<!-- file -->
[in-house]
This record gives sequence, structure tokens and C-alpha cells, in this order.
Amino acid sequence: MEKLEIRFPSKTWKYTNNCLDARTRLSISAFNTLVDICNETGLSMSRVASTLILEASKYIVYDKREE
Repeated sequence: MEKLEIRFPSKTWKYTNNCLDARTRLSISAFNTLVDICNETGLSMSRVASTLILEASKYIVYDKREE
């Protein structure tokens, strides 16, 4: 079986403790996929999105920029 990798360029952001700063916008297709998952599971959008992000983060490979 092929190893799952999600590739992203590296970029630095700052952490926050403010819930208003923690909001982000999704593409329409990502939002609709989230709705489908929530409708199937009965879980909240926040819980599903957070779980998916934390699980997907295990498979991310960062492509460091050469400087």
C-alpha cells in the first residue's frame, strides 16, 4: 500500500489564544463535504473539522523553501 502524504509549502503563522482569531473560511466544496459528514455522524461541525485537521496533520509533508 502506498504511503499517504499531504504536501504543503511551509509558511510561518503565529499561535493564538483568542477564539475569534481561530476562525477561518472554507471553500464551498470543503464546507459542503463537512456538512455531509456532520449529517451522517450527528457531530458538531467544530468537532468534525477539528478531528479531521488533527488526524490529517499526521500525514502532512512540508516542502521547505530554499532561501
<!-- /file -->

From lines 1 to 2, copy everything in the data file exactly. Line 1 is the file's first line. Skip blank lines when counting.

[in-house]
This record gives sequence, structure tokens and C-alpha cells, in this order.